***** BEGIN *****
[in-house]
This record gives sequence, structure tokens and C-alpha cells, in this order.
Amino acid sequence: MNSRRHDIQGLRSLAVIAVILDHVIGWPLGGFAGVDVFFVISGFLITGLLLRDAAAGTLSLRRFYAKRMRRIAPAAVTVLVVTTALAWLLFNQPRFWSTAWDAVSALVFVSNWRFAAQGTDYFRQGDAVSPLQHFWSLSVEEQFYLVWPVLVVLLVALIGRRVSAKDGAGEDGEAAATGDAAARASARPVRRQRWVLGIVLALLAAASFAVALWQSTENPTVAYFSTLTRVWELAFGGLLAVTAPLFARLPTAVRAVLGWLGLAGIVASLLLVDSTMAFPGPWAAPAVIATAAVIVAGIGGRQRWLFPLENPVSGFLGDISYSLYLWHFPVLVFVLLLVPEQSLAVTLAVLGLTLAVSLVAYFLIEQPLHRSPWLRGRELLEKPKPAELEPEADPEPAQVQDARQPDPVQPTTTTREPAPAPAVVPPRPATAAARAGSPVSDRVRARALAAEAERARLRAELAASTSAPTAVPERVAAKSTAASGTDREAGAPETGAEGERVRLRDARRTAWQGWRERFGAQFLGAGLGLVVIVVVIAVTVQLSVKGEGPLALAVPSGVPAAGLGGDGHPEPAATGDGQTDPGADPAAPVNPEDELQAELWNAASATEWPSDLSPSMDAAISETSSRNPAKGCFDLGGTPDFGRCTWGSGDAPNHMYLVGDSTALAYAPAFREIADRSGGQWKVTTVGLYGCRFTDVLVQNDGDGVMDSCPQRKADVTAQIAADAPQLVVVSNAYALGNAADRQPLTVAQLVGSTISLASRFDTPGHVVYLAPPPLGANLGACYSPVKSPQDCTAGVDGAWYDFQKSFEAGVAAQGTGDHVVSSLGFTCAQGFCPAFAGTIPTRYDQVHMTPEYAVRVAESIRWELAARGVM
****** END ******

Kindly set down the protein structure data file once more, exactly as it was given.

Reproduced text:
[in-house]
This record gives sequence, structure tokens and C-alpha cells, in this order.
Amino acid sequence: MNSRRHDIQGLRSLAVIAVILDHVIGWPLGGFAGVDVFFVISGFLITGLLLRDAAAGTLSLRRFYAKRMRRIAPAAVTVLVVTTALAWLLFNQPRFWSTAWDAVSALVFVSNWRFAAQGTDYFRQGDAVSPLQHFWSLSVEEQFYLVWPVLVVLLVALIGRRVSAKDGAGEDGEAAATGDAAARASARPVRRQRWVLGIVLALLAAASFAVALWQSTENPTVAYFSTLTRVWELAFGGLLAVTAPLFARLPTAVRAVLGWLGLAGIVASLLLVDSTMAFPGPWAAPAVIATAAVIVAGIGGRQRWLFPLENPVSGFLGDISYSLYLWHFPVLVFVLLLVPEQSLAVTLAVLGLTLAVSLVAYFLIEQPLHRSPWLRGRELLEKPKPAELEPEADPEPAQVQDARQPDPVQPTTTTREPAPAPAVVPPRPATAAARAGSPVSDRVRARALAAEAERARLRAELAASTSAPTAVPERVAAKSTAASGTDREAGAPETGAEGERVRLRDARRTAWQGWRERFGAQFLGAGLGLVVIVVVIAVTVQLSVKGEGPLALAVPSGVPAAGLGGDGHPEPAATGDGQTDPGADPAAPVNPEDELQAELWNAASATEWPSDLSPSMDAAISETSSRNPAKGCFDLGGTPDFGRCTWGSGDAPNHMYLVGDSTALAYAPAFREIADRSGGQWKVTTVGLYGCRFTDVLVQNDGDGVMDSCPQRKADVTAQIAADAPQLVVVSNAYALGNAADRQPLTVAQLVGSTISLASRFDTPGHVVYLAPPPLGANLGACYSPVKSPQDCTAGVDGAWYDFQKSFEAGVAAQGTGDHVVSSLGFTCAQGFCPAFAGTIPTRYDQVHMTPEYAVRVAESIRWELAARGVM